Women, Weinstein and Whether It Matters To Procurement (Part 1)

The Harvey Weinstein scandal has led to the #MeToo campaign, encouraging women to come forward with their stories of sexual harassment and worse. There have also been a large number of other media articles – this is a very powerful example, as Jia Tolentino in the New Yorker explains the effect that sexual harassment has on its victims and why sometimes women don’t make a fuss, or even end up getting together with their abuser. It is highly recommended.

Another article in the Guardian talked of Suzanne Moore’s personal experience, which is pretty shocking too.  And anyone who is offended (quite rightly) by President Trump and his offensive “pussy grabbing” comments should remember how the now revered Bill Clinton pretty much destroyed Monica Lewinsky’s life. Jenni Russell in the Times brought that up, and also talked of the harassment her friends have suffered in very “normal” white-collar jobs in the UK.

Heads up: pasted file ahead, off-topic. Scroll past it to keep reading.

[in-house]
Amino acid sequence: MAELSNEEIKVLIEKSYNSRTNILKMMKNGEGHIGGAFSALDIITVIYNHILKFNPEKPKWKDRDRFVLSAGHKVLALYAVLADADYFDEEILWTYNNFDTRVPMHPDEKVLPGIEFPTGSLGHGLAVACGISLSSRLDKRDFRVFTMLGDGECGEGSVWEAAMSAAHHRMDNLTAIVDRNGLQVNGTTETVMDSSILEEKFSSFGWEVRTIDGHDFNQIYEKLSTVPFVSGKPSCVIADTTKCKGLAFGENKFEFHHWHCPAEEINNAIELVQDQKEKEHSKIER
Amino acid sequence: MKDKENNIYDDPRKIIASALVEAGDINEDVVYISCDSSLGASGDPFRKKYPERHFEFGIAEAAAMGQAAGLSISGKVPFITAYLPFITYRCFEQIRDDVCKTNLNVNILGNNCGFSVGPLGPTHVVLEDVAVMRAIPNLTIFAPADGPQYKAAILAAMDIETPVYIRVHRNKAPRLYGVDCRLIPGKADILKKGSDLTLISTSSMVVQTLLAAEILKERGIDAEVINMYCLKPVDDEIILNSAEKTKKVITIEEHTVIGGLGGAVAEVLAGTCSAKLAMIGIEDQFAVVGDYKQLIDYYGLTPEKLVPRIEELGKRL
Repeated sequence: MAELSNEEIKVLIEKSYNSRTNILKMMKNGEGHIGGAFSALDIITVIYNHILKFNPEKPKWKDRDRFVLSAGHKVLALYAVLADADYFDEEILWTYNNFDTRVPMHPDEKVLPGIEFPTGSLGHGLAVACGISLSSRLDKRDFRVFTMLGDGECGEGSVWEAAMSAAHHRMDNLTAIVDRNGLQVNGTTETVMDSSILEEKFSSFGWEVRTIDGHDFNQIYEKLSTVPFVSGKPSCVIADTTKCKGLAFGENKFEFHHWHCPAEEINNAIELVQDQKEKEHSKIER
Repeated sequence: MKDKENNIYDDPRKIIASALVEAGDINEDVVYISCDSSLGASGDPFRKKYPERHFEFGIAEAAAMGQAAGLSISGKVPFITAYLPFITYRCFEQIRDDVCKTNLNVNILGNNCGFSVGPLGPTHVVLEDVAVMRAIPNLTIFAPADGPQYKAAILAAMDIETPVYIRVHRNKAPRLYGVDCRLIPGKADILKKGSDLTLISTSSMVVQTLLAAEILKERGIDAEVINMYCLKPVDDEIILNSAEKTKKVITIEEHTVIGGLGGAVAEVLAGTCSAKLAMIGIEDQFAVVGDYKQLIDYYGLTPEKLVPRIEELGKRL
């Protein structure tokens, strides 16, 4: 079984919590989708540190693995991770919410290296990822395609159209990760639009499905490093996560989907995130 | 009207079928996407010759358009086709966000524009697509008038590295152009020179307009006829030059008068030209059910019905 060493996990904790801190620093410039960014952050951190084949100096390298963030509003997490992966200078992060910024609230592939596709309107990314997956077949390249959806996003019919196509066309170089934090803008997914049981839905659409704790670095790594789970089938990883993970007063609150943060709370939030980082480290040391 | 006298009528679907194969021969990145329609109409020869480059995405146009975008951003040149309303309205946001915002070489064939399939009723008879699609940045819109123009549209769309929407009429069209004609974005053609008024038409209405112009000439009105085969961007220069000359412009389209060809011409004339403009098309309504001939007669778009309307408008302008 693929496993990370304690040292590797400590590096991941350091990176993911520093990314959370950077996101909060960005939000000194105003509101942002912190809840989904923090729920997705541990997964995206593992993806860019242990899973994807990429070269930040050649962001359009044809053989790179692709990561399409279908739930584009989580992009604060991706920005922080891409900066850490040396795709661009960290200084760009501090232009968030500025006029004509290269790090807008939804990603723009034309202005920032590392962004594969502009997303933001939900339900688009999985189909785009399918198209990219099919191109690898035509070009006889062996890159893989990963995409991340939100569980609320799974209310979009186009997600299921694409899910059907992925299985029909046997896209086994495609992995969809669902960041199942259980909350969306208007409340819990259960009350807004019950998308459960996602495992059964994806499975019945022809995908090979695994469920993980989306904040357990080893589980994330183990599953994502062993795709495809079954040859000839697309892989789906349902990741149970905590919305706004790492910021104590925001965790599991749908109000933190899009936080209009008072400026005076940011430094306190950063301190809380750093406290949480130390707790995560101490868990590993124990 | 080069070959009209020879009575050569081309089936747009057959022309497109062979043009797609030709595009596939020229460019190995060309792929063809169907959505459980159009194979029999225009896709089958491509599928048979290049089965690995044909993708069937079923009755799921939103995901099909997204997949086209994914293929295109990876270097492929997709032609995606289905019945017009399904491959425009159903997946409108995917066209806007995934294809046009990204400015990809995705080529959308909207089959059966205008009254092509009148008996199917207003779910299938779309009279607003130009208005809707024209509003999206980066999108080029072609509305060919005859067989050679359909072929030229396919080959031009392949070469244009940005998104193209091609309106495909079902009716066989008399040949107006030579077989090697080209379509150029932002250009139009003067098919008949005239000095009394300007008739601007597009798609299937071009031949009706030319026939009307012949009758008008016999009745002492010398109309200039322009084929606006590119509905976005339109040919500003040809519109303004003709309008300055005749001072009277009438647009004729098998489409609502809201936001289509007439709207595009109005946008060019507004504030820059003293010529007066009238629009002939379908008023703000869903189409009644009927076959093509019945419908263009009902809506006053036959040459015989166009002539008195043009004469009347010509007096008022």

“The worst is a young woman who finds her necessary professional messages to bosses during the day routinely ignored, but whose evenings are ruined by crude and insistent texts from her married male managers asking why she hasn’t joined the team at the pub and listing the many ways in which they want to f*** her”.

Arabella Weir, that excellent British comedy actress and writer, explains here in The Guardian that this is not just a US media issue, in case we thought it was. I found the article shocking, as she is clearly referring to people we would know and admire from UK TV shows making lewd and insulting comments aimed directly at her. More shocking again, when she does eventually object, she is met with ‘Come on, it’s a joke, lighten up.’ 

As a man, I can only apologise on behalf of what seems to be a significant proportion of my gender. It’s just horrible and without getting into amateur psychoanalysis, it seems in some cases to be about power as much as it about sexual desire. But, inevitably, it made me wonder: does this go on in procurement?